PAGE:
Submitted by Suanne Z. Thamm
Reporter – News Analyst
January 5, 2022


At its January 4, 2022 Regular Meeting, the Fernandina Beach City Commission (FBCC) unanimously supported passage of Resolution 2022-06, approving an Interlocal Agreement with the Ocean Highway and Port Authority (OHPA) as the sponsor of the navigational channel in the Amelia River.  OHPA voted to approve this agreement at their December 8, 2021, meeting. This Interlocal Agreement provides that OHPA supports moving the navigational channel to the west and that the City assumes all responsibility as assigned by the Army Corps of Engineers.

Since the navigational channel has been inactive for many decades, the cost of “moving” the channel does not, at this time, involve any costs associated with dredging the channel. Should operations in the channel be restored, the City would be responsible for the costs of dredging the relocated channel. The United States Army Corps of Engineers has not paid any costs associated with the maintenance of the navigational channel since approximately the mid-1980s. 

City staff is not aware of any plans to make use of the federal channel for the foreseeable future.  Commissioners acknowledged that there is a remote possibility that the City could be on the hook for future dredging costs, should the channel be activated.  However, the only party to utilize the channel would be Rayonier Advanced Materials.  That firm has provided written endorsement of the City’s request to move the channel.  Also, the Army Corps of Engineers (ACE) would need to spend tens of millions of dollars to dredge the turning basin at Rayonier to make the channel usable.

The move will allow the City to expand its marina northward into deep water.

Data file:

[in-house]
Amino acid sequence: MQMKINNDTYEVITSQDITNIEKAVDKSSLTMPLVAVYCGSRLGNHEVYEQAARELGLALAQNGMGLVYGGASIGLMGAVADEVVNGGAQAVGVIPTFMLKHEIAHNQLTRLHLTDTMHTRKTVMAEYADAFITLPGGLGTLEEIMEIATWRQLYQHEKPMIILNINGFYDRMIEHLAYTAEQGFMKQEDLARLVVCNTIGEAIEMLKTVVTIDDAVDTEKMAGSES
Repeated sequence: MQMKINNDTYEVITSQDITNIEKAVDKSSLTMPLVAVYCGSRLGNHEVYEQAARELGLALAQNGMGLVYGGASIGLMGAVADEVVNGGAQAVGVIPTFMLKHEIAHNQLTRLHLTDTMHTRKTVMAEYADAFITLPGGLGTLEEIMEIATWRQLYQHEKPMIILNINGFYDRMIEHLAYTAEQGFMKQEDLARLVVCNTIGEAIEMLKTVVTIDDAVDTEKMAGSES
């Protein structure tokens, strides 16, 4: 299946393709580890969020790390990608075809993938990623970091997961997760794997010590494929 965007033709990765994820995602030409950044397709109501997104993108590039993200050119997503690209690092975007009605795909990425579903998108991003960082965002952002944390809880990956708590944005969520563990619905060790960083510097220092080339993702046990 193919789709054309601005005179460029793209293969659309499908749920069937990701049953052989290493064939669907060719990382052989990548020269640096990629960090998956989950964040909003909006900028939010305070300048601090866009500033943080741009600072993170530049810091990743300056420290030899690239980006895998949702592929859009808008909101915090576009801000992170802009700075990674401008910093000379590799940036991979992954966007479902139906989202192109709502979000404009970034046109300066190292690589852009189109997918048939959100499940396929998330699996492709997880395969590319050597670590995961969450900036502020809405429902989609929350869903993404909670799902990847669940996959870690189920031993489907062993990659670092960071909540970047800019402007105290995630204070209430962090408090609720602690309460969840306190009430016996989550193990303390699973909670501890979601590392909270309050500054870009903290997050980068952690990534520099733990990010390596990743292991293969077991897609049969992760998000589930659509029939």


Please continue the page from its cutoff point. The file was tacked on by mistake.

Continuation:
City Manager Dale Martin expressed the City’s appreciation to OHPA for moving this item forward.  “It’s been a long time coming,” he said.  “I especially thank [OHPA] Chairman [Danny] Fullwood, who has come before you pledging support as well as the other OHPA Commissioners.  There are times when we have disagreements with OHPA, but I think this demonstrated a willingness to work together for the benefit of the entire community.  So thank you to the OHPA Commissioners.”

The channel relocation was approved by the U.S. Congress 21 years ago.

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Ms Rae
Ms Rae (@guest_63510)
10 months ago

What does this mean in layman’s terms?

DAVID LOTT (@guest_63516)
10 months ago
Reply to  Ms Rae

Ms Rae, the immediate impact and why this was requested is that with the current alignment of the Amelia River channel, the City could not extend the breakwater/docks on the northern side of the marina as they would infringe on the existing boundary of the channel. With the approval of the realignment of the channel, that activity can happen. All the engineering studies have shown that maintaining the docks on the southern side will require major dredging every couple of years at $400,000 – $500,000 or more. With the greater current flow on the northern side, the dredging will be less frequent and less quantity will be required. There is a long and convoluted history of the channel boundaries and these efforts. Still a long way to go to get final approval but it is a start in the right direction for the future of the marina.